Here are a few more quick tips and things to think about when crafting realistic interiors in Unreal Engine 5.

01. Kelvin colour temperatures

When working with lighting, I prefer to use light temperature in kelvin and intensity in lumens as it gives me a better idea of what a light source would look like in the real world. The value for a warm incandescent lamp is around 3,000K and below, for a neutral white around 5,000-6,000K, and above for colder colour temperatures. Use the Light Color option to manually add colours out of Kelvin range.

02. Detail textures

Add small details to the materials by using additional Normal maps with more frequent tiling. Use the ‘BlendAngle CorrectedNormals’ function to add just the Detail Normal map, or the advanced Detail Texturing function to add Detail Normal and Base Color textures. This lets you bring in small details like scratches and specks on the paint, giving the impression of a more detailed surface even with the lower resolution of other material textures.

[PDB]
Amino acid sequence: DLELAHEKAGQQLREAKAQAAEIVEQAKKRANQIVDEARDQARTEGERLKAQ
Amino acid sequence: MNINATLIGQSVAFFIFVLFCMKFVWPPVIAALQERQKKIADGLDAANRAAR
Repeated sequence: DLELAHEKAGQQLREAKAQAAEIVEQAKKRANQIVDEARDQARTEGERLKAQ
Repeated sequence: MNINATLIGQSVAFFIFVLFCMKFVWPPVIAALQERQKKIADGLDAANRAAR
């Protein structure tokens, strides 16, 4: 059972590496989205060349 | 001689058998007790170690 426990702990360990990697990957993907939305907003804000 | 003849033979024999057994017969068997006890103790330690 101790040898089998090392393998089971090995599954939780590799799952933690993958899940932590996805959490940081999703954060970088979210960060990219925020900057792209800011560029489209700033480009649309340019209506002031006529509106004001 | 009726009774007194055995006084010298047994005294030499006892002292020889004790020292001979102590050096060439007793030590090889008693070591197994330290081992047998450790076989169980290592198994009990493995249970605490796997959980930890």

03. Post Process Volume options

In addition to colour correction, Post Process Volumes have other settings that can give your image a cinematic look. You can find some under the Lens tab. Bloom, Chromatic Aberration and Vignettes can add a natural look, but use relatively low values to avoid ruining your image. You could also add Film Grain and change its intensity independently for shadows, mid-tones and highlights. The Post Process Sharpen option enables you to add extra sharpness.